They (DD & SFC) presented TCS as a worked out philosophy that could be implemented today. They routinely mocked and/or demonized parents for not properly implementing TCS philosophy, and implied that was a failure of the parents themselves, rather than a failure of TCS philosophy. But they never actually gave enough information to understand and implement TCS well.

When I figured this out, my assumption was just that they themselves didn’t have that knowledge. I still think that’s what happened. An alternative explanation would be that they did have that knowledge, but just failed to ever share it with the TCS community. I don’t think that’s what happened, but if it is, I think that’s even worse than my current assumptions.


Setting aside adoption (which has a somewhat different set of problems), TCS seemed at odds with how people actually become parents in reality.

Sure, it’s better to have lots of knowledge before becoming a parent. And it’s better to have lots of resources before becoming a parent. And it’s better to only parent one child at a time. And (maybe) it’s even better to be able to do it all as a single parent rather than a couple. I’m not convinced that last one is right, but I’m not convinced it’s wrong either.

Learning takes time. Accumulating resources takes time. And raising a child takes time (~18 years). But biology currently puts time restrictions on a person’s ability to become a parent.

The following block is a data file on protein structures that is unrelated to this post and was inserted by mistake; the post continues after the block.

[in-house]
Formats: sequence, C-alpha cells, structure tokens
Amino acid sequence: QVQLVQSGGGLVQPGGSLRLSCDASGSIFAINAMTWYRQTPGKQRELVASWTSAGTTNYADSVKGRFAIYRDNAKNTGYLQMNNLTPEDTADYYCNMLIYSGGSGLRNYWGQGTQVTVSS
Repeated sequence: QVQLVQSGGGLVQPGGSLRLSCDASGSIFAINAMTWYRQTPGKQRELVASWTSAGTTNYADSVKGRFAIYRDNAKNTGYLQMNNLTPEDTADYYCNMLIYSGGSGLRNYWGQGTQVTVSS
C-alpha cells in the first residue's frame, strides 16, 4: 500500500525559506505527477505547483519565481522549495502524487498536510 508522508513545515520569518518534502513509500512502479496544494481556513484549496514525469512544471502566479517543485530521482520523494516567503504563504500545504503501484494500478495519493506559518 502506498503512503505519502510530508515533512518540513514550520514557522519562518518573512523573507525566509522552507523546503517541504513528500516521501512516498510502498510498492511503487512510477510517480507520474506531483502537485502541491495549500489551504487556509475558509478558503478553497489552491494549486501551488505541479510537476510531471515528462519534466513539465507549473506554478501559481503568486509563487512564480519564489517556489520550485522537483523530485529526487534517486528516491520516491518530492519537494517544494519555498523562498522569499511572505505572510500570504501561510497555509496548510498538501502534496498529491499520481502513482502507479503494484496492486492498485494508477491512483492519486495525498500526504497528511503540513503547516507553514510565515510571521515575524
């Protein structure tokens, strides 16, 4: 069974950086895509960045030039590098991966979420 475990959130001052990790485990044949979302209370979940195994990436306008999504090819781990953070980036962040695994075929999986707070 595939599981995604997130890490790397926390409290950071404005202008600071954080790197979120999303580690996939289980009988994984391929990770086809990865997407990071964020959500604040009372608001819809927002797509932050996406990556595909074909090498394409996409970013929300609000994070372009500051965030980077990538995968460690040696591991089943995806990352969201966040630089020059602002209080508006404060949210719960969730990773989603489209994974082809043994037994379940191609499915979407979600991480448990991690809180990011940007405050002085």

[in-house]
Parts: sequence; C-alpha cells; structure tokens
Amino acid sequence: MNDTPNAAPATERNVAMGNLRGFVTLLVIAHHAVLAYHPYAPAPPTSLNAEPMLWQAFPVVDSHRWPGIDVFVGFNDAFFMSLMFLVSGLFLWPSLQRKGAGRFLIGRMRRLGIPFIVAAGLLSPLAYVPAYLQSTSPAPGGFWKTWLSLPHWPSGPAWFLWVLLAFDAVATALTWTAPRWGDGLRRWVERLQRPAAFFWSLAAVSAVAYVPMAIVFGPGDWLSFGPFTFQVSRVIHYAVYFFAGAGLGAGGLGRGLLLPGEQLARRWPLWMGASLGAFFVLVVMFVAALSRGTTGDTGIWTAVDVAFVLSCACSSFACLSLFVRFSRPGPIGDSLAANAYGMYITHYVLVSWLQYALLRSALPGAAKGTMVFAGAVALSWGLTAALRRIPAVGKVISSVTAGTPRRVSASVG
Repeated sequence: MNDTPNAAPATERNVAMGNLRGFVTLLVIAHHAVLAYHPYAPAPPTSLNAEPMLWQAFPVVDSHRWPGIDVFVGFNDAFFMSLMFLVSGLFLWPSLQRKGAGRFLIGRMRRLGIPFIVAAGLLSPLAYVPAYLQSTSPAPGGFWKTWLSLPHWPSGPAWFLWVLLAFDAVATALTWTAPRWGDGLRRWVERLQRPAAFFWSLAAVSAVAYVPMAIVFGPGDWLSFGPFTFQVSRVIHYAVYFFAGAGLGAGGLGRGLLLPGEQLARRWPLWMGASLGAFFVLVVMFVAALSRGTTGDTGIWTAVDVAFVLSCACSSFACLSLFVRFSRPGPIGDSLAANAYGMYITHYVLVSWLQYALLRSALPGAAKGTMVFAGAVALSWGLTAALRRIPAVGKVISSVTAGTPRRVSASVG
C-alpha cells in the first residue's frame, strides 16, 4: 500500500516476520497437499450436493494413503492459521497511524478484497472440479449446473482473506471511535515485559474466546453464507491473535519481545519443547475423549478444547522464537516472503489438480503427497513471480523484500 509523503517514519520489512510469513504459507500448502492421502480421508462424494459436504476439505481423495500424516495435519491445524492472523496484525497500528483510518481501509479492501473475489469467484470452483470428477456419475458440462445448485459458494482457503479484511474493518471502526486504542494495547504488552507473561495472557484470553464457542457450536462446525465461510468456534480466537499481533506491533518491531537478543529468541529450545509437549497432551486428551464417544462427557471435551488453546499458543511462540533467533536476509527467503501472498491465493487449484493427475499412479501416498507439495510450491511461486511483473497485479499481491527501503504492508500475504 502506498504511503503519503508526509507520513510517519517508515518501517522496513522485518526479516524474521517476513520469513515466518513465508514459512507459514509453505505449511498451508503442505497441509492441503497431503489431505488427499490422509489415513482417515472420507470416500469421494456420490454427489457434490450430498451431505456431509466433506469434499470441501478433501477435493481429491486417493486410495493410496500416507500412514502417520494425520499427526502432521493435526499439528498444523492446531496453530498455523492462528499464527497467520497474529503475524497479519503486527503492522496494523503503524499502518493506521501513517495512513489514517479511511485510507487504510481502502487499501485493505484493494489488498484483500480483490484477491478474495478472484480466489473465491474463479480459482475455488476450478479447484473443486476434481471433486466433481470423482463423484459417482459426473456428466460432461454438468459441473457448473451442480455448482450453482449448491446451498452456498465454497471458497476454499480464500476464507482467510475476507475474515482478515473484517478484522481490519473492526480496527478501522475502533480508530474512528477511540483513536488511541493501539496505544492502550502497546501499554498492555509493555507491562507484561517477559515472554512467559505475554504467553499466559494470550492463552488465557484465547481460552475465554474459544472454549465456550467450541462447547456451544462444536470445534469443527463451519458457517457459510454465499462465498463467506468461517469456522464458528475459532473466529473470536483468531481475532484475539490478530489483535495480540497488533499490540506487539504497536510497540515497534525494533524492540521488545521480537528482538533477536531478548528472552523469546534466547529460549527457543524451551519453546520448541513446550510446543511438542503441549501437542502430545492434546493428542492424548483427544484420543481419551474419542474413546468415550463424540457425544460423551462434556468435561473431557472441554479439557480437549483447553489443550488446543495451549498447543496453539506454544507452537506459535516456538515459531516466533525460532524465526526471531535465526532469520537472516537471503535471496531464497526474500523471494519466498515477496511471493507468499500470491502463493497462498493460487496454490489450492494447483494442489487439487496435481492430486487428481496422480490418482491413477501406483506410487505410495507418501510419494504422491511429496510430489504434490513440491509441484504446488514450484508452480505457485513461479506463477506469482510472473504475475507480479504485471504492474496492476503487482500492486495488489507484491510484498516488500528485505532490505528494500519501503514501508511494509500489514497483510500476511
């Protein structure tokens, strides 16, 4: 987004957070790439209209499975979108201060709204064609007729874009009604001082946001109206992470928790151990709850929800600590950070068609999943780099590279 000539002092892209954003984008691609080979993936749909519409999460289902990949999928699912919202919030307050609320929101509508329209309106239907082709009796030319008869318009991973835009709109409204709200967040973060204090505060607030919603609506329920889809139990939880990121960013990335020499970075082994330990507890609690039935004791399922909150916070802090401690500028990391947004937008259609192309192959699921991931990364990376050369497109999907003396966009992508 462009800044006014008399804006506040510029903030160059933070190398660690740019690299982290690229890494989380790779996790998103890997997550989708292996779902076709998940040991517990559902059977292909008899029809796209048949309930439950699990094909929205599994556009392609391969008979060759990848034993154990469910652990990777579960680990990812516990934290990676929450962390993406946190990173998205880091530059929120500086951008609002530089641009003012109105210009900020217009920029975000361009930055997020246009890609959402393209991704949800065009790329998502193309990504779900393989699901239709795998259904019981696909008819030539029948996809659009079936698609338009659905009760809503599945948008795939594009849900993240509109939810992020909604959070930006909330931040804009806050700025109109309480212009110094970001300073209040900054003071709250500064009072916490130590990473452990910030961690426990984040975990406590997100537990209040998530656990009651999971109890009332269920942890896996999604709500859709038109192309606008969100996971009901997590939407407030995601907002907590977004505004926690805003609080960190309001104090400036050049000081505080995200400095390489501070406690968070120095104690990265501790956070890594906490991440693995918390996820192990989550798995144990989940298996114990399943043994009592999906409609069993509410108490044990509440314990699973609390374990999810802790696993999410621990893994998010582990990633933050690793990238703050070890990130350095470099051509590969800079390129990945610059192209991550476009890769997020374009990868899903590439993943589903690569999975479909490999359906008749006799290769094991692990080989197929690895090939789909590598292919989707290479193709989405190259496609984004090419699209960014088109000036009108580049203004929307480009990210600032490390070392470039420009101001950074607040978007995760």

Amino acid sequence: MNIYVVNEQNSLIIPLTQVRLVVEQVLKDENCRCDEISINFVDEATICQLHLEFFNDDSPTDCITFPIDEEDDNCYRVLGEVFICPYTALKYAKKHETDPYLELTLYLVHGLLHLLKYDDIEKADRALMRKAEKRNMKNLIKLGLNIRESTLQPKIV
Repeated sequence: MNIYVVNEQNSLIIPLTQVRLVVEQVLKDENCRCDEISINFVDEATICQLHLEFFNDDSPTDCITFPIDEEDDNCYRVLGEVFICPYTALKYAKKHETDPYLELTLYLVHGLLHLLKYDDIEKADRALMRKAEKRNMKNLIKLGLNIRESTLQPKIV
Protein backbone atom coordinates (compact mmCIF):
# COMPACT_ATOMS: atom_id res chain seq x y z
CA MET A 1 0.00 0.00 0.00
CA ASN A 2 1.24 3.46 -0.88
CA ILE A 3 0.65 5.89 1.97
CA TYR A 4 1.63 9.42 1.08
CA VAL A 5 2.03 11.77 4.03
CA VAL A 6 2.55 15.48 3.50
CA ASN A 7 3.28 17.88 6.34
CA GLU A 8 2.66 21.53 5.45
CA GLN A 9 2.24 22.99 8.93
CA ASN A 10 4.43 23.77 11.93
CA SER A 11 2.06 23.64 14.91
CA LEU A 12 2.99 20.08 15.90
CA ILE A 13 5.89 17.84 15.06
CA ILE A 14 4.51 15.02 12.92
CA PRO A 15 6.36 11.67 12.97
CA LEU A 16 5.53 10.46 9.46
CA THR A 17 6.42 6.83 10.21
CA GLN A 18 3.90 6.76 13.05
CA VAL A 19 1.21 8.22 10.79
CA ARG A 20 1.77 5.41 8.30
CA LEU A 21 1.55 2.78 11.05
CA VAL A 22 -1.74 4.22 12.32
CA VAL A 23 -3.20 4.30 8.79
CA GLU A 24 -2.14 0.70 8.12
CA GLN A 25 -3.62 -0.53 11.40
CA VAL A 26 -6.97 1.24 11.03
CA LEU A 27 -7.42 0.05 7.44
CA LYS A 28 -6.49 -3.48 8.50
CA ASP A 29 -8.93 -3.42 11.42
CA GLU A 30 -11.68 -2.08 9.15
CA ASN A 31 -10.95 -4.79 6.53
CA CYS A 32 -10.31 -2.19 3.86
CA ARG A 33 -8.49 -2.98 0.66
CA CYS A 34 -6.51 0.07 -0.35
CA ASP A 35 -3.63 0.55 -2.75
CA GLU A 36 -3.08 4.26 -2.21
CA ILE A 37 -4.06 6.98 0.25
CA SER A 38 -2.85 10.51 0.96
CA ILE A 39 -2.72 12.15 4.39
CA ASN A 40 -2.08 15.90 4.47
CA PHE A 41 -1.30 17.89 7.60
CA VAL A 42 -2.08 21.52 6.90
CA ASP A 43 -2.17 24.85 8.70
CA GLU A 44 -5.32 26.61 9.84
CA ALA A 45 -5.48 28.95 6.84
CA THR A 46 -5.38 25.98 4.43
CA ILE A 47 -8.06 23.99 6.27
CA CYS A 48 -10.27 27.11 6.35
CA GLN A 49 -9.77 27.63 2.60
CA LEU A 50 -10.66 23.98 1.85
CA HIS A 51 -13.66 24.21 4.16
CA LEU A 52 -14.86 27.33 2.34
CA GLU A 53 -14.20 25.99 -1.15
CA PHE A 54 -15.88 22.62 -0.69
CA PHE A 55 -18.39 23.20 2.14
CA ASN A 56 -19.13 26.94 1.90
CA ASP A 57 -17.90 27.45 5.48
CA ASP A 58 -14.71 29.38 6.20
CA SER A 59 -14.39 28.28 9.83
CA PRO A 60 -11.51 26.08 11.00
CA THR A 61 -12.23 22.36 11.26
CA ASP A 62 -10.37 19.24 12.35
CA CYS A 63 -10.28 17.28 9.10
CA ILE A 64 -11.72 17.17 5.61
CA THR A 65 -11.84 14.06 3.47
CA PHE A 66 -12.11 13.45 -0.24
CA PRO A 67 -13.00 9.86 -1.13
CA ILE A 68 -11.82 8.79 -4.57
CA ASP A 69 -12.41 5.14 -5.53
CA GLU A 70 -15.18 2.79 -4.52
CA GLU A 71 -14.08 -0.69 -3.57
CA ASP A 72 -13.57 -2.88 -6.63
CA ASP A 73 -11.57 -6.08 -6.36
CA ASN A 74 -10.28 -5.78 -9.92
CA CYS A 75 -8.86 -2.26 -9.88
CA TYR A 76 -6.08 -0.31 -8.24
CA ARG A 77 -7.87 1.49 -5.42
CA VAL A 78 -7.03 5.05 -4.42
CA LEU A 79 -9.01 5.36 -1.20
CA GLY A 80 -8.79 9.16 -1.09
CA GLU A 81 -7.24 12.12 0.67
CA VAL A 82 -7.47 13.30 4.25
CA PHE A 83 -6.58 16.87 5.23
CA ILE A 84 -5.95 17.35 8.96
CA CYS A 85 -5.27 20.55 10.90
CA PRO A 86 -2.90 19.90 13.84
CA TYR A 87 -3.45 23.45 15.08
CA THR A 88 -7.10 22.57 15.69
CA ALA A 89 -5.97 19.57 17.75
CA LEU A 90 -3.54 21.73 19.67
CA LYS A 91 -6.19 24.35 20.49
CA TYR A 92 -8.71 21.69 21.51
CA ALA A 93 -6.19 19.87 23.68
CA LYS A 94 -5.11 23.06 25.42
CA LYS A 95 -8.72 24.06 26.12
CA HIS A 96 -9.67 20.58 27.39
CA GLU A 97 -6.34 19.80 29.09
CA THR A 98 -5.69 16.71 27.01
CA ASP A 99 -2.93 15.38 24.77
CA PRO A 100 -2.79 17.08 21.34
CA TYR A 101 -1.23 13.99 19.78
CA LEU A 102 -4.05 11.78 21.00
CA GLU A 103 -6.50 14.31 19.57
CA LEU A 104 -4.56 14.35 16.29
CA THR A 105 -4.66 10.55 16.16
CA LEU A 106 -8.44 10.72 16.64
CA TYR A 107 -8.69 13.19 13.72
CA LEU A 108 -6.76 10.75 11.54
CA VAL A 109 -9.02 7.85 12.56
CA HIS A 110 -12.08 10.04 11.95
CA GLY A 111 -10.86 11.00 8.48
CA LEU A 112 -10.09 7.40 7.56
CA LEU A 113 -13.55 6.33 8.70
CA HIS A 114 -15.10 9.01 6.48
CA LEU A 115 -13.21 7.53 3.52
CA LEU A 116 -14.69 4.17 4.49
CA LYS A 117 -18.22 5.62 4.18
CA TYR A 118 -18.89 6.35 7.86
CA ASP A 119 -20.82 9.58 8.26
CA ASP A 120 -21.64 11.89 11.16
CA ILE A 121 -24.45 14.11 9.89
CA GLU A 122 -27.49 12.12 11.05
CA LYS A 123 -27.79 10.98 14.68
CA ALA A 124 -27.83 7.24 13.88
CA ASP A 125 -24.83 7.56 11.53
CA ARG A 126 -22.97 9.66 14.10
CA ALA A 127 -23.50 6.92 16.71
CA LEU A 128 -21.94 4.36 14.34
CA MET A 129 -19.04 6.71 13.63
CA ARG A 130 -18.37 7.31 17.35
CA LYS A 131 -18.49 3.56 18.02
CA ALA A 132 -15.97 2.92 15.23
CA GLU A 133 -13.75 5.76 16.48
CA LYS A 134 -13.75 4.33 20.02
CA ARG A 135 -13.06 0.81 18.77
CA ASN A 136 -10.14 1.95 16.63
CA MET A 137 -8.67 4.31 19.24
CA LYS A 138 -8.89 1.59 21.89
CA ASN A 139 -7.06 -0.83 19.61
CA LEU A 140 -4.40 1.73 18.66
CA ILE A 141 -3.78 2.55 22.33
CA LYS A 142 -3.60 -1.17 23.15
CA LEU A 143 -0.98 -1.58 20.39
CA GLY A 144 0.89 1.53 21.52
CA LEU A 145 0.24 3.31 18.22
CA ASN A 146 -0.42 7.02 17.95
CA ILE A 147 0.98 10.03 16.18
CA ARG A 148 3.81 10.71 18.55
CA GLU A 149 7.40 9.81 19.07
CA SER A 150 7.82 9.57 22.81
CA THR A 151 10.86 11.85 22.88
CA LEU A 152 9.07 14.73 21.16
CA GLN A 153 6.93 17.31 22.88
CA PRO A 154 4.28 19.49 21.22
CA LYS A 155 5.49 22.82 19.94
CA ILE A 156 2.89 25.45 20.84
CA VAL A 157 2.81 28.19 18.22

I think convention recognizes there’s a balance to strike about when to have kid(s). Having a bunch of kids while you’re super young (and healthy and fertile, but also probably relatively ignorant and poor) is well known to be bad. But waiting until an age where it’s practical for most people to have developed a lot of high quality knowledge and have accumulated a bunch of resources before having a single kid is also well known as a recipe for having a probable lifetime maximum of 0-1 kids, increased medical risks both to the mother and child, and a high risk of regret.

I think that’s mainly driven by biology. It’s possible we’ll be able to address the biological time problems in the future with technology, but we haven’t done much about it yet and I think convention deals with that situation ~correctly. Whereas I don’t remember TCS dealing with it well or at all.